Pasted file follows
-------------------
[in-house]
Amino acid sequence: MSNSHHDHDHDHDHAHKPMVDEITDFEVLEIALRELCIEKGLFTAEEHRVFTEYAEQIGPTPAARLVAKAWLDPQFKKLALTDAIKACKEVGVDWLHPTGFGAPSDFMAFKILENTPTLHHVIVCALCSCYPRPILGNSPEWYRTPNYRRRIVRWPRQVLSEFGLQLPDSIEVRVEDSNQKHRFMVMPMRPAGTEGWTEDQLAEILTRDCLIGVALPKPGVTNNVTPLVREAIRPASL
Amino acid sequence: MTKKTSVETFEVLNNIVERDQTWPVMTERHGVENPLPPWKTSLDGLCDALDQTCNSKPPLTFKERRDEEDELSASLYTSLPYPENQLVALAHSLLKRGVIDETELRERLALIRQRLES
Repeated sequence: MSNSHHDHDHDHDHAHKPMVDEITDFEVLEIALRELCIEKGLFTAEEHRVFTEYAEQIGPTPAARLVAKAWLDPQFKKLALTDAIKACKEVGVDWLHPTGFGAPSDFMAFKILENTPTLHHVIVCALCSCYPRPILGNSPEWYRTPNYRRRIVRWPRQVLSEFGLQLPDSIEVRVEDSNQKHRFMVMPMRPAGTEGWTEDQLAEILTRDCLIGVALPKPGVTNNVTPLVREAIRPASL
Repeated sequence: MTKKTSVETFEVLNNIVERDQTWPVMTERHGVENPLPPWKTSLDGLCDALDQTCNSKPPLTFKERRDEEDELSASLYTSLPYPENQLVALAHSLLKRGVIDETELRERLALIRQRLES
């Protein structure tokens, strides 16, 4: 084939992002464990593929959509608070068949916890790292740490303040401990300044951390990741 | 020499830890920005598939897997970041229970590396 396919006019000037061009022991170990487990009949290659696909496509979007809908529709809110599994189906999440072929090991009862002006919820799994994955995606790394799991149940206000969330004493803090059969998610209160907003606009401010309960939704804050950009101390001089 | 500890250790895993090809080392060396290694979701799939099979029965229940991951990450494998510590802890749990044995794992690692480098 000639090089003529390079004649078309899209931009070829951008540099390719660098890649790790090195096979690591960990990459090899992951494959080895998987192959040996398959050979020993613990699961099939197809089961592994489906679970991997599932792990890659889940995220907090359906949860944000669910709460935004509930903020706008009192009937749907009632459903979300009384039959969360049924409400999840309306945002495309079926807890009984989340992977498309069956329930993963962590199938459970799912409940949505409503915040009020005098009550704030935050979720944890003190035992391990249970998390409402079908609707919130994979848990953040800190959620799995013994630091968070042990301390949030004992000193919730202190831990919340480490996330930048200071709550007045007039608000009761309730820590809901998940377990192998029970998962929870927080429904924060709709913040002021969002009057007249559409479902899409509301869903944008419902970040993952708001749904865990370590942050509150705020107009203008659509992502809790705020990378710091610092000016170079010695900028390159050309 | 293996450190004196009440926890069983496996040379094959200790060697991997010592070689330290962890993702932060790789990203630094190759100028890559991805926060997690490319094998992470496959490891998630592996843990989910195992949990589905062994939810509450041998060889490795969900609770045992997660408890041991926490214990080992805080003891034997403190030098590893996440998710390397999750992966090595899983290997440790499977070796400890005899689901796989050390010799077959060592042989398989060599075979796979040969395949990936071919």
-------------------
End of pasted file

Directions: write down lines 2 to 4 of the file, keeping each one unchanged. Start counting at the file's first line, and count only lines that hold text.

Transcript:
Amino acid sequence: MSNSHHDHDHDHDHAHKPMVDEITDFEVLEIALRELCIEKGLFTAEEHRVFTEYAEQIGPTPAARLVAKAWLDPQFKKLALTDAIKACKEVGVDWLHPTGFGAPSDFMAFKILENTPTLHHVIVCALCSCYPRPILGNSPEWYRTPNYRRRIVRWPRQVLSEFGLQLPDSIEVRVEDSNQKHRFMVMPMRPAGTEGWTEDQLAEILTRDCLIGVALPKPGVTNNVTPLVREAIRPASL
Amino acid sequence: MTKKTSVETFEVLNNIVERDQTWPVMTERHGVENPLPPWKTSLDGLCDALDQTCNSKPPLTFKERRDEEDELSASLYTSLPYPENQLVALAHSLLKRGVIDETELRERLALIRQRLES
Repeated sequence: MSNSHHDHDHDHDHAHKPMVDEITDFEVLEIALRELCIEKGLFTAEEHRVFTEYAEQIGPTPAARLVAKAWLDPQFKKLALTDAIKACKEVGVDWLHPTGFGAPSDFMAFKILENTPTLHHVIVCALCSCYPRPILGNSPEWYRTPNYRRRIVRWPRQVLSEFGLQLPDSIEVRVEDSNQKHRFMVMPMRPAGTEGWTEDQLAEILTRDCLIGVALPKPGVTNNVTPLVREAIRPASL